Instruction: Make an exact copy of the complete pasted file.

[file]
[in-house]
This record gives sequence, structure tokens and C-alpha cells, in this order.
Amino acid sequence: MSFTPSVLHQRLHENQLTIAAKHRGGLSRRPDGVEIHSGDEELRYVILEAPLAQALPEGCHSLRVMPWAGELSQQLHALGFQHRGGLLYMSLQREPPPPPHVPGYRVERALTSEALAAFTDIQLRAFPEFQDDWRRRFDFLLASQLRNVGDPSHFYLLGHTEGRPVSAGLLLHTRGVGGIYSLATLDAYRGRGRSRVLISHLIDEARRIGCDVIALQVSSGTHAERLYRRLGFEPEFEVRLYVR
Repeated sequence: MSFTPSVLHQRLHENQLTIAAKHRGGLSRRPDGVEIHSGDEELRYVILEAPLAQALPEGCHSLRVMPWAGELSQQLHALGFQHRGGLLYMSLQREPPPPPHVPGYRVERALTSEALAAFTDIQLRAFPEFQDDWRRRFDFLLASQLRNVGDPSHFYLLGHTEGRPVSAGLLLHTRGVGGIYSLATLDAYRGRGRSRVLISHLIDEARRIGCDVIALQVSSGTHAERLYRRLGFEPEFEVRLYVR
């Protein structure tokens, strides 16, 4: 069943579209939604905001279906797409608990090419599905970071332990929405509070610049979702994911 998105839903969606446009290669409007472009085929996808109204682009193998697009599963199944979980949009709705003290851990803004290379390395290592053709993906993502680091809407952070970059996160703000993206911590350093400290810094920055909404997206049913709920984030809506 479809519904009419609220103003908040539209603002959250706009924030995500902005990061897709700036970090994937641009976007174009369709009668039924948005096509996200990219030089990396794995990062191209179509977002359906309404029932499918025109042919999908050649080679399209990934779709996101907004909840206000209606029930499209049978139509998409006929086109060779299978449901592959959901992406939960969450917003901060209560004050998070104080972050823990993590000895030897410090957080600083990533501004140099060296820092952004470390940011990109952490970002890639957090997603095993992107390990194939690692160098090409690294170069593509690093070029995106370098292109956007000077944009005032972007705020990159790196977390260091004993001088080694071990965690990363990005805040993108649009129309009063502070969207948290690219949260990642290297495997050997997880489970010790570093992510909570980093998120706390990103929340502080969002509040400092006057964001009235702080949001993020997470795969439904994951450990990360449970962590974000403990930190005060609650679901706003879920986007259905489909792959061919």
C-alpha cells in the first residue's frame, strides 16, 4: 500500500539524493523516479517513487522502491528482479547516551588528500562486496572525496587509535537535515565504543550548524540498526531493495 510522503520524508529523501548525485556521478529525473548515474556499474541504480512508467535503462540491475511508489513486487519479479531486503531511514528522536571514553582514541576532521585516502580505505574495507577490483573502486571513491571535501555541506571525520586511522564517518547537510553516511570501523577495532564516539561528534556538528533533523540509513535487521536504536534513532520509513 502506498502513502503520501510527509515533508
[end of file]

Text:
[in-house]
This record gives sequence, structure tokens and C-alpha cells, in this order.
Amino acid sequence: MSFTPSVLHQRLHENQLTIAAKHRGGLSRRPDGVEIHSGDEELRYVILEAPLAQALPEGCHSLRVMPWAGELSQQLHALGFQHRGGLLYMSLQREPPPPPHVPGYRVERALTSEALAAFTDIQLRAFPEFQDDWRRRFDFLLASQLRNVGDPSHFYLLGHTEGRPVSAGLLLHTRGVGGIYSLATLDAYRGRGRSRVLISHLIDEARRIGCDVIALQVSSGTHAERLYRRLGFEPEFEVRLYVR
Repeated sequence: MSFTPSVLHQRLHENQLTIAAKHRGGLSRRPDGVEIHSGDEELRYVILEAPLAQALPEGCHSLRVMPWAGELSQQLHALGFQHRGGLLYMSLQREPPPPPHVPGYRVERALTSEALAAFTDIQLRAFPEFQDDWRRRFDFLLASQLRNVGDPSHFYLLGHTEGRPVSAGLLLHTRGVGGIYSLATLDAYRGRGRSRVLISHLIDEARRIGCDVIALQVSSGTHAERLYRRLGFEPEFEVRLYVR
């Protein structure tokens, strides 16, 4: 069943579209939604905001279906797409608990090419599905970071332990929405509070610049979702994911 998105839903969606446009290669409007472009085929996808109204682009193998697009599963199944979980949009709705003290851990803004290379390395290592053709993906993502680091809407952070970059996160703000993206911590350093400290810094920055909404997206049913709920984030809506 479809519904009419609220103003908040539209603002959250706009924030995500902005990061897709700036970090994937641009976007174009369709009668039924948005096509996200990219030089990396794995990062191209179509977002359906309404029932499918025109042919999908050649080679399209990934779709996101907004909840206000209606029930499209049978139509998409006929086109060779299978449901592959959901992406939960969450917003901060209560004050998070104080972050823990993590000895030897410090957080600083990533501004140099060296820092952004470390940011990109952490970002890639957090997603095993992107390990194939690692160098090409690294170069593509690093070029995106370098292109956007000077944009005032972007705020990159790196977390260091004993001088080694071990965690990363990005805040993108649009129309009063502070969207948290690219949260990642290297495997050997997880489970010790570093992510909570980093998120706390990103929340502080969002509040400092006057964001009235702080949001993020997470795969439904994951450990990360449970962590974000403990930190005060609650679901706003879920986007259905489909792959061919």
C-alpha cells in the first residue's frame, strides 16, 4: 500500500539524493523516479517513487522502491528482479547516551588528500562486496572525496587509535537535515565504543550548524540498526531493495 510522503520524508529523501548525485556521478529525473548515474556499474541504480512508467535503462540491475511508489513486487519479479531486503531511514528522536571514553582514541576532521585516502580505505574495507577490483573502486571513491571535501555541506571525520586511522564517518547537510553516511570501523577495532564516539561528534556538528533533523540509513535487521536504536534513532520509513 502506498502513502503520501510527509515533508